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Schools doubt online assessments

Exams not realistic and do not reflect how much a child has learnt: Teachers and principals
The marks are being scaled up because it is no longer a 80-marks paper in many institutions.

Jhinuk Mazumdar   |   Calcutta   |   Published 14.01.21, 02:46 AM

Schools have conducted online exams this academic year but several heads said they were not sure if it was a “right assessment” of how much the students had learned.

One school has done away with ranks, prizes and scholarship for senior classes this academic year and two others are considering doing so.

At least two other schools are pushing back their final term exams so they can conduct them on the campus if allowed by the government.

Teachers can only appeal to the students for “honesty and integrity” but they have found instances suggesting some of them had copied from books or elders helped them write the answers, a principal said.

Also, the marks are being scaled up because it is no longer a 80-marks paper in many institutions.

“The online exam is an exercise to prepare a report card and not a right assessment of how much a child has learnt,” said Terence Ireland, the principal of St James’ School.

The Cambridge School has decided to award only grades, not marks, to students of senior classes.

In a notice to guardians of the students of Classes IX to XII, the school said: “...as the integrity of online examinations cannot be guaranteed in full, grades rather than marks will be awarded to students on the basis of examinations and class performance. For the same reason, ranks, prizes and scholarships will not be awarded this year.”

Loreto House held a meeting recently and decided not to give out academic and at-tendance certificates at the end of the year.

Mahadevi Birla World Academy is "deliberating" doing away with ranks, prizes and scholarships.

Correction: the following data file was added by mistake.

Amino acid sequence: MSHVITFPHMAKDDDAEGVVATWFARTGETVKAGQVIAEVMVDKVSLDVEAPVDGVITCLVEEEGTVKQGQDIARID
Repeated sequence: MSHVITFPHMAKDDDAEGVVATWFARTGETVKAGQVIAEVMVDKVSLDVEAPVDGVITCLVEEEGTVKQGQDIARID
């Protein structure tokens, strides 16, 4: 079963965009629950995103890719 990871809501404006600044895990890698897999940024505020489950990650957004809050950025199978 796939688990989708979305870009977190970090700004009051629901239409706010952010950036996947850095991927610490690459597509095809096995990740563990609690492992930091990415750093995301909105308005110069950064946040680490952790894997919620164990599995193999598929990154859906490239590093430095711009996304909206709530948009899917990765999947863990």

Proctoring exams online is posing a challenge to teachers though detailed instructions have been sent to students and guardians about the conduct of the exams.

A teacher at an ISC school in the city said it was difficult for them to proctor the exams online. “There are more than 40 students and to monitor all of them online at once is not possible. We can only check if they leave their desk,” the teacher said.

Another teacher said that it was difficult for them to know if a student had opened another browser on the screen or is sending chat messages.

“Not just while writing a paper, students can cheat even when uploading it,” a teacher said.

In an online exam teachers cannot be sure if a student has copied answers from books or taken help from others, Ireland said.

“In online education, one thing still lacking is a system to have proper online examination. We have found that sufficient proctoring solutions are not available,” said Sarojesh Mukerjee, the director of The Cambridge School.

St James’ School and Calcutta Girls’ High School both are hoping they can conduct final-term exams on campus.

“We have time till March and if we get any indication to call the students to school, we could have the exams on campus for classes VIII to XII. But parents’ consent has to be taken,” said Basanti Biswas, the principal of Calcutta Girls’ High School.

Also, across many schools the exams have been of shorter duration and of fewer marks, which is not a realistic assessment.

“The exams are of fewer marks and they are scaled up. The duration is also less. That is not a realistic assessment of a child,” said Anjana Saha, the principal of Mahadevi Birla World Academy.

The school has given them time-bound short-answer questions where they have to finish off within a certain time which does not give them scope to refer to books or seek help.

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